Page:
Turfgrass Soil Fertility & Chemical Problems: Assessment and Management

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John Wiley & Sons, 2001 - Architecture - 400 pages
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Turfgrass Soil Fertility and Chemical Problems is the best single-source, practical management tool that will help you overcome every fertility management challenge you face!

Turfgrass Soil Fertility and Chemical problems will:

  • Help you pinpoint the effectiveness of fertilizer programs to ensure turfgrass quality, water quality, and environmental integrity
  • Help you understand a multitude of turfgrass species and cultivars and their complex nutrient responses or requirements
  • Explains site-specific fertilization, covering issues such as establishment on poor quality soils and the use of low-quality irrigation water
  • Show you how fertilization is important for environmental, traffic, and stress tolerance, as well as recovery
  • Show you how to apply the interpretation of soil, tissue, and water-quality test information in the development of fertilization regimes

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Soil and Soil Related Problems
Plant Nutrition
Enhancing Turfgrass NutrientUse Efficiency
Soil Chemical Properties and Problems
Soil pH Concepts and Acidity Problems
Alkaline Soil pH Problems
Basics of SaltAffected Soils
Management of SaltAffected Sites
l3 Calcium Magnesium and Sulfur
l4 Micronutrients and Other Elements
l5 Biochemical Aspects and Amendments
i6 Unique Soil Problems Waterlogged Pollutants Organic
l7 Turfgrass Fertilizers
l8 Factors in Selecting a Fertilizer
l9 Developing Fertilizer Programs

Assessing ChemicalNutrient Status
l0 Nitrogen
i2 Potassium 2l I
B Common Fertilizer Calculations
Symbols and Atomic Weights of Selected Elements
F Sieve Designations

Common terms and phrases

References to this book

About the author (2001)

Robert N. Carrow is Professor of Crop and Soil Science at University of Georgia. His degrees are from Michigan State University (B.S. in 1968; Ph.D. in 1972). He has held research and teaching position in turfgrass science at the University of Massachusetts (1972-1976) and University of Georgia(1984-present). Dr. Carrow has concentrated his research position at the (a) soil chemical (nutrients, acidity, salinity) and soil physical (compaction, oxygen, drought) stresses, and (b) traffic stresses (compaction, wear) on turfgrass.
He has served in many professional turfgrass manager and scientific society responsibilities. Dr. Carrow is a Fellow of the American Society of Agronomy and is Vice President of the International Turfgrass Society.

Donald V. Waddington is Professor Emeritus of Soil Science at Pennsylvania State University. He received his Ph.D. from the University of Massachusetts in 1964, and M.S. from Rutgers University in 1960, and a B.S. from Penn State in 1953. Following graduation he served for 2 years in the U.S. Army, and worked in the fertilizer industry for 2 years. He taught and conducted research in turfgrass programs at the University of Massachusetts (1960-1965) and at Penn State (1965-1991). He continued his activities for several years following retirement. He served as visiting scientist and taught in the turfgrass management program at Mississippi State University during the spring semester in 1997 through 2000. He has conducted research dealing with soil-related problems on turfgrass areas. Topics included N-source evaluation, soil test calibration, soil modifications and playing surface characteristics of sports fields. His teaching assignments have included courses in beginning soils, soil physics, soil physical properties on turf, turfgrass nutrition, weed control in turf, and turfgrass management.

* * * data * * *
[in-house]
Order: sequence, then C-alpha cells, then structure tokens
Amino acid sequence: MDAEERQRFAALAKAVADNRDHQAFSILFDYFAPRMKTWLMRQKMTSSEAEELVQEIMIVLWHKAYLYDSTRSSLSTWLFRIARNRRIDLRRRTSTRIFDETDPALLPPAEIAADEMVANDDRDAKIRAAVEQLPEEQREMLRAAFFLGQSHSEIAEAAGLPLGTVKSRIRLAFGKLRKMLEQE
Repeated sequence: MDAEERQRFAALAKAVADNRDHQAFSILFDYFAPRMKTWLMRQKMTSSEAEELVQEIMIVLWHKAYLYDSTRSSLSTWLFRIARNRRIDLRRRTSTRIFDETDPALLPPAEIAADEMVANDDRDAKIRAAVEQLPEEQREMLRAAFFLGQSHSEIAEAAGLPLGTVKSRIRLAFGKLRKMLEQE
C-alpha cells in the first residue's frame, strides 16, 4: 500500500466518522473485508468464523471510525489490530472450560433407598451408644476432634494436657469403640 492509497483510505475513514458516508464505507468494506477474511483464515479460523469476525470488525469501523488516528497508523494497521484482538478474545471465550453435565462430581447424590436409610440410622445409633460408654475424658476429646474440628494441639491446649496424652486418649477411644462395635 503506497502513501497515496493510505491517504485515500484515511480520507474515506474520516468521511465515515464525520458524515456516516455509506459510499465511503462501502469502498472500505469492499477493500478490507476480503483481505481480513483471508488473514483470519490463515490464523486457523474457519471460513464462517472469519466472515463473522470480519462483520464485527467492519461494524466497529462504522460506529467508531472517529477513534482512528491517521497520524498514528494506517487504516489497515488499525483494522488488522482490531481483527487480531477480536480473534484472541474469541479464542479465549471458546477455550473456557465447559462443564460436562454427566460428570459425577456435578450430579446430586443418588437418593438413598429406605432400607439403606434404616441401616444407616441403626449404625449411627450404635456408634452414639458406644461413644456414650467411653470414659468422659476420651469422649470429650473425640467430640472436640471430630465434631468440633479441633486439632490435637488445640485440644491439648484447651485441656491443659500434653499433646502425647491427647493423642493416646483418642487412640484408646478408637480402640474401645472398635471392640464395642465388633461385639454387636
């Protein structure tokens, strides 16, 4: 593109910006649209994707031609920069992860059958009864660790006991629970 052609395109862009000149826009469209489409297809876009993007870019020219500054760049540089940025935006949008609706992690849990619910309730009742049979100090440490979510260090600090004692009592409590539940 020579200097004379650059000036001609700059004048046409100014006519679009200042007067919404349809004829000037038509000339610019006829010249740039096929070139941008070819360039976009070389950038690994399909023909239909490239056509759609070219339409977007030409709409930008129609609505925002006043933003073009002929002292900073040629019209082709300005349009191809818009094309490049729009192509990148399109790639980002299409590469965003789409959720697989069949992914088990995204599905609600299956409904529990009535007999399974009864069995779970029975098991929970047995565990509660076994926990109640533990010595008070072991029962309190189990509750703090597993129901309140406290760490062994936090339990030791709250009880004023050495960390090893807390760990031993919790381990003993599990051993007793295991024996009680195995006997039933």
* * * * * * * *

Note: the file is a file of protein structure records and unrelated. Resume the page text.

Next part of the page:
He has served in many turfgrass industry and professional society offices and committees. His contributions have been recognized by various awards and honors including Fellow in the American Society of Agronomy, the Fred V. Grau Turfgrass Science Award from the Crop Science Society of America, and the Dr. William H. Daniel Founders Award from the Sports Turf Managers Association.

Paul E. Rieke is Professor Emeritus of Crop and Soil Sciences Michigan State University. His degree are Ph.D. from Michigan State University in 1963, and M.S. and B.S. from the University of Illinois in 1958 and 1956, respectively. He joined the faculty at M.S.U. in 1963 and retired in 1999. His research program has concentrated on cultivation, topdressing, and fertilization of turfgrasses. For 20 years he coordinated the turfgrass extension program at M.S.U. His teaching included courses in beginning soils, soil management, and turfgrass soil management, the latter having been taught to over 1600 students.
Dr. Rieke has served the turf industry and professional societies in a number of capacities. Among recognitions for Dr. Rieke′s contribution as a turfgrass scientist are: Fellow of the Crop Science Society of America; Green Section Award and Piper and Oakley Award from the U.S. Gold Association; Distinguished Service Award from the Gold Course Superintendents Association of America; and Honorary Membership in Turfgrass Producers International.

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